Wednesday, November 26, 2014

The Long Way to STA-BIL

Sunday November 23rd found me standing on the porch in my PJ’s sipping coffee and watching the birds. This is not a typical November happening in New England! As we had not yet put the bikes to bed for the season, we decided a ride was in order to fill the tanks and add the Sta-bil for winter. Thus began our 100 mile loop, or as I like to call it “the long way to sta-bil.”

I hadn’t had an opportunity to ride for a few weeks and when I pulled out of the drive I had that exuberant feeling I usually only get in spring after the long hiatus. We were in full gear and layers, but in reality, the air was very comfortable. At no time during our ride did I feel chilled. Our love of exploration took us down paths we’d never traveled before, past horse farms and quiet pastures. An occasional homeowner would be out and about in the yard, and every one raised a hand in greeting.

What we found humorous was the thought that if you were a stranger to our country, it would be hard to tell what holiday was being celebrated in these parts. Halloween, Thanksgiving and even Christmas décor was prevalent. It gave us the feeling of not only moving through neighborhoods but moving through time. I remembered an essay of the man on a train watching life's activities going on outside the window on his way to his destination. I believe the moral of that story is that it’s not the destination, but the journey that makes life worthwhile. And motorcycling is definitely all about the journey!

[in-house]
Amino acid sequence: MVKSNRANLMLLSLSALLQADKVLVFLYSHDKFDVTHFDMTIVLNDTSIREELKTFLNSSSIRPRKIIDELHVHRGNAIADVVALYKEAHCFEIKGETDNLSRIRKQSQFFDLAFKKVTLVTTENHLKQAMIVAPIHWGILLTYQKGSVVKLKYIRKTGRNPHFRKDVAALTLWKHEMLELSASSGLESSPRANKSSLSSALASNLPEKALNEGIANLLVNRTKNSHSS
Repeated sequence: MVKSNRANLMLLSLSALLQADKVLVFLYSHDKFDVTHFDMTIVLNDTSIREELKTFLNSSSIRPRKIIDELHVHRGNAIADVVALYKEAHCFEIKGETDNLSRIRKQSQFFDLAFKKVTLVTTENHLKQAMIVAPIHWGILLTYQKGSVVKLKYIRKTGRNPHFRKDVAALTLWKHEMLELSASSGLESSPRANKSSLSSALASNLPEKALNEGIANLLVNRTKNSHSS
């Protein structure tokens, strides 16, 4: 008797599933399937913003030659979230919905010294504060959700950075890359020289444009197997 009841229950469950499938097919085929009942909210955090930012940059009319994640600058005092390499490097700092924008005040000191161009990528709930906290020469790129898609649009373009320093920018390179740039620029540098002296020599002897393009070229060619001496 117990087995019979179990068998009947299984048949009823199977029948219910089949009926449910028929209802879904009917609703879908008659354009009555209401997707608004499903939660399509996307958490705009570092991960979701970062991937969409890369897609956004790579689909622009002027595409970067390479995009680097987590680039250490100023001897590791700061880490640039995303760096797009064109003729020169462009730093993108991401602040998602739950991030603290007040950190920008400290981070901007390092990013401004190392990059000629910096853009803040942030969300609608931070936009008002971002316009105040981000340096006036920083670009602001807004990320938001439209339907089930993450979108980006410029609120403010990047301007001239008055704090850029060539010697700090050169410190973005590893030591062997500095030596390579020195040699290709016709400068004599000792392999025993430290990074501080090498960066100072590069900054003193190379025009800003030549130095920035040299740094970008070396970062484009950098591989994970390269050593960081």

With the days so short and the dark shadows already gathering by the three o’clock hour, we pointed the fenders towards home. We rode into the yard around four pm and the gloom was well upon us. Only then, did we finally take care of the winterization. With the snow storm heading our way today, with up to 10 inches of the white stuff predicted to fall, we still are not calling it over. You never know, a few unexpected warm days and you just might find Blaze on the road again….just one last time. And her rider thankful for it.
Happy Thanksgiving Everyone!

Sunday, October 26, 2014


Being laid off can seem like the end of the world to most folks. Yet for me it was a great blessing. I had long tired of 100 mile round trip commutes. These were sucking the life out of me. Many of my motorcycle friends would try to encourage me to ride my motorcycle and enjoy what I could of being on the road. Yet, I felt taking the motorcycle into crazy traffic jams each day would have marred my love of riding. So it was the four wheels I confined myself to each day.

Then dawned December 3, 2013; the day I was handed my walking papers. Someone filled a box of my belongings for me while HR had their little chat. I heard the exit interview only as a buzzing in my ears. Their voice was crowded out by another voice in my head that was cheering at the prospect of never driving into the city again! I nearly skipped out to the parking garage. As I rolled out into the sunny morning, I swear I heard angels sing.

That day began a wonderful 10 month sabbatical. Yes, that’s right I said sabbatical. We all have choices in how we look at our lives. Wayne Dyer tells us "If you change the way you look at things, the things you look at change." So not working was not “laid off” but a “sabbatical to me; a desperately needed sabbatical. Instead I chose to feel set free. Then I looked closely at all the thought loops that had run through my head daily. My biggest complaint of all was not having time for this or that. I promised I would have time for it now.

My first task was to reconnect with my hometown community. Staying connected with people has become more important to me having felt cut off from them by distance for so long. I’m proud to have made great headway, in not only reconnecting, but making new connections as well. We are after all social beings, and staying connected is not only good for us, it contributes to our longevity.